SEOUL, Aug. 20 (Korea Bizwire) — As one of the worst heat waves ever recorded in the nation’s history rages on, the entire nation has been suffering from discomfort in the scorching heat.
Agricultural products have dried up and livestock have collapsed without a struggle. Schools of fish perished in the nation’s rivers and reservoirs.
Humans were not exempt from heat-related accidents and illnesses, with an endless number of people visiting their doctors afflicted with heat-related sickness.
As summer temperatures have shot up to levels beyond those observed in Southeast Asia and even some parts of Africa, some are worried that Korea’s climate may be shifting towards more tropical conditions.
Throughout the summer, record high temperatures were reset almost every single day.
On August 1, the mercury shot up to a staggering 41 degrees Celsius in Hongcheon, Gangwon Province, shattering the previous all-time-high of 37.9 degrees set in August 6, 2012.
Temperatures in Seoul also shot up to 39.6 degrees on August 1, which was the highest temperature for the capital city in 75 years.
Temperatures for the same day in Vietnam’s Danang, Egypt’s Cairo, and Tunisia’s Jendouba were all lower at 34.6 degrees, 36.8 degrees, and 37.6 degrees, respectively.
The year with the greatest number of days affected by heat waves was 1994. The number of days that affected by heat waves was, on average nationally, 27.3 days in 1994.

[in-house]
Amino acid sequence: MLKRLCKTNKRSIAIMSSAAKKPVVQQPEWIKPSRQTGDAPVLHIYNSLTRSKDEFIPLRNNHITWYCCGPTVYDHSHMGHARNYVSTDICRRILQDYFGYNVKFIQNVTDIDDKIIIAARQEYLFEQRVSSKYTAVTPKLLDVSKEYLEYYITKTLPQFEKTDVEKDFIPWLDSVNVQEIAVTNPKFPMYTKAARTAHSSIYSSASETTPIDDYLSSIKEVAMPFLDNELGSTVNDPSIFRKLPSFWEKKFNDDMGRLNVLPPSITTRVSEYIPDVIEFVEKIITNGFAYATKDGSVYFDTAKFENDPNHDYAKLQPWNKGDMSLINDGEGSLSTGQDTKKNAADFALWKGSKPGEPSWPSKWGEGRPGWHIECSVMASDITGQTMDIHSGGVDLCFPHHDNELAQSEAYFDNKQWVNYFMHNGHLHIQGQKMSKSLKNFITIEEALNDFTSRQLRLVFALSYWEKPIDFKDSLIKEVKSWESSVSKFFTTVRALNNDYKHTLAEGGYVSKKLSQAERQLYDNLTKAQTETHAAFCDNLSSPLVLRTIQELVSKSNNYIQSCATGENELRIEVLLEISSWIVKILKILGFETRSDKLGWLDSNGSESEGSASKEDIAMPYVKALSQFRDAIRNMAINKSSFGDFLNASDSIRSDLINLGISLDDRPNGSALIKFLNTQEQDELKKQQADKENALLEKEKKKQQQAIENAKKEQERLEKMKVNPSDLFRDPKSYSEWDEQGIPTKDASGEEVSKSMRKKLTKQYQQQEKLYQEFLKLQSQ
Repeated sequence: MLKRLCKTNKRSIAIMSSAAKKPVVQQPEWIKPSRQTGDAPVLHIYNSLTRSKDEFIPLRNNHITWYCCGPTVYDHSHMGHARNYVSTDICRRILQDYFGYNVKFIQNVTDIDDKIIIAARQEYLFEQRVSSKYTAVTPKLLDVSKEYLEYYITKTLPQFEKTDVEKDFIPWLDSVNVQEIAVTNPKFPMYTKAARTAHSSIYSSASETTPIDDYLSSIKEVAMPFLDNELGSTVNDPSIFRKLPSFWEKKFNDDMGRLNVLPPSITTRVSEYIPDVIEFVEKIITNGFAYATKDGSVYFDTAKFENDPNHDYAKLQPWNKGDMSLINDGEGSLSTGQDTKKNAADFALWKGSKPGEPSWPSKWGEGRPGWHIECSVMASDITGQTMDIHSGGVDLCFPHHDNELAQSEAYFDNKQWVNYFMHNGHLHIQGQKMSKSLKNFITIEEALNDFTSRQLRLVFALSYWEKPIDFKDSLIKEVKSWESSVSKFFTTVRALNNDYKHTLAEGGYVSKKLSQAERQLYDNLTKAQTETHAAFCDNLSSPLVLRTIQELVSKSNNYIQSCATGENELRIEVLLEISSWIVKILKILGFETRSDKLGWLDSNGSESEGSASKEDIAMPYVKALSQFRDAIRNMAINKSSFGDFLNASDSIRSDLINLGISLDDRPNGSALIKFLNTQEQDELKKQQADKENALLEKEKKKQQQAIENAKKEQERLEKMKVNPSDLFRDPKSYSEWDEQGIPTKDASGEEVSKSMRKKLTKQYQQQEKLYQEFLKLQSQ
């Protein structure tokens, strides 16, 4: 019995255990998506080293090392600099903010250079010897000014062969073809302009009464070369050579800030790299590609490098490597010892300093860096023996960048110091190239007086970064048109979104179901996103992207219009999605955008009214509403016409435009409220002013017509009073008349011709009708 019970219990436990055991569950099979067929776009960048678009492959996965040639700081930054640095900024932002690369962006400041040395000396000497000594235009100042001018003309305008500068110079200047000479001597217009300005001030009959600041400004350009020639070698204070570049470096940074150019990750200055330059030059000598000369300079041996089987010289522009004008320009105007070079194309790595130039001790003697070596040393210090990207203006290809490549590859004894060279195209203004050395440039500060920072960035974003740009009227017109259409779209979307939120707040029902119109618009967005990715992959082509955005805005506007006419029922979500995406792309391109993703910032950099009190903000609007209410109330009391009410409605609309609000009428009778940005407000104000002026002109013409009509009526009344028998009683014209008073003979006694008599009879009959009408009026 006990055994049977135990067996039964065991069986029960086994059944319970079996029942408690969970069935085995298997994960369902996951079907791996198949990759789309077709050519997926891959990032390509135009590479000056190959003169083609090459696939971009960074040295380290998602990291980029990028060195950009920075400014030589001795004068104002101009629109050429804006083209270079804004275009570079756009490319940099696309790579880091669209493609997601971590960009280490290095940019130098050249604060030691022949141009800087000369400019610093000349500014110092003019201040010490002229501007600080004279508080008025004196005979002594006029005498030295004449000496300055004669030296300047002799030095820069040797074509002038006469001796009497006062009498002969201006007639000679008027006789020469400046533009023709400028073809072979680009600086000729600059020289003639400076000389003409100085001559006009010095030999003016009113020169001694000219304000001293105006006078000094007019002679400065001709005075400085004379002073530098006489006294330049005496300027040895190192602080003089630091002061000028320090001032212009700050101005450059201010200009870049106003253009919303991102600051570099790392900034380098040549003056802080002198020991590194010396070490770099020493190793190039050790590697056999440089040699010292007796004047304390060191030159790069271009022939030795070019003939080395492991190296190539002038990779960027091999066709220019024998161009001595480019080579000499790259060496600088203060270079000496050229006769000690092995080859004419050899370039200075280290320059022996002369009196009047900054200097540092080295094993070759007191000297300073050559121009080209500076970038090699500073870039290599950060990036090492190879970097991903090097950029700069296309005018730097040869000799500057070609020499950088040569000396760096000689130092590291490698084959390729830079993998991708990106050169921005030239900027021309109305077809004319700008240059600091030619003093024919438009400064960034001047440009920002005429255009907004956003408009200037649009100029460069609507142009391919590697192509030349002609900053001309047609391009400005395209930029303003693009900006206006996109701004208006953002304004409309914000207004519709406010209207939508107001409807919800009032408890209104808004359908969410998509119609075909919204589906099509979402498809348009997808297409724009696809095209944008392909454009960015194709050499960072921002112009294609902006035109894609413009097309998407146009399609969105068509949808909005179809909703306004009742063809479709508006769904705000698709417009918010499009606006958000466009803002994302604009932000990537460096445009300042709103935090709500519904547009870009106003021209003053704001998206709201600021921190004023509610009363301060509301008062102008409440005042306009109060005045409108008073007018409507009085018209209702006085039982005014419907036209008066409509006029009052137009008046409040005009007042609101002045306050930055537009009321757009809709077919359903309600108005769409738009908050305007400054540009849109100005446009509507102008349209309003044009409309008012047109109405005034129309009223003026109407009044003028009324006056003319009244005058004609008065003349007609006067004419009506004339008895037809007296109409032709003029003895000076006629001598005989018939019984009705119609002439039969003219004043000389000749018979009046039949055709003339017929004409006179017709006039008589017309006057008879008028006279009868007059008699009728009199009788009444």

The number of days affected by a heat wave is determined when the average of high temperatures goes above 33 degrees.
In July alone this year, 15.5 so-called ‘heat wave’ days were recorded on average nationally. Including the days hit by the heat wave in August, this number is expected to exceeded the previous record levels observed in 1994.
In addition, as low temperature continue to hover above 25 degrees, many Seoulites found it hard to sleep during the tropical nights.
Record-setting 1994 had the greatest number of tropical nights on record with 16, which is on par with this year’s number of tropical nights at 15.7 days.
After August 12, temperature highs in Seoul did not fall below 30 degrees throughout the night, causing extreme tropical conditions. Seoul residents were unable to get to sleep without relying on air conditioners.
While some say that the extreme temperature conditions were caused by the fact that Korea was not directly affected by a single typhoon this year, others state that the increase in solar insolation led to water temperatures rising off the South Korean coast.
Yet other critics say that the gravity of the situation lies in the fact that Korea is gradually headed to become more influenced by subtropical climate conditions, which happens when temperatures fall between tropical and temperate levels.
Scientist are worried that if this trend continues, subtropical temperatures could move further north to affect North Korea, creating ecosystem changes and raising temperature levels every year.
H. S. Seo (email@example.com)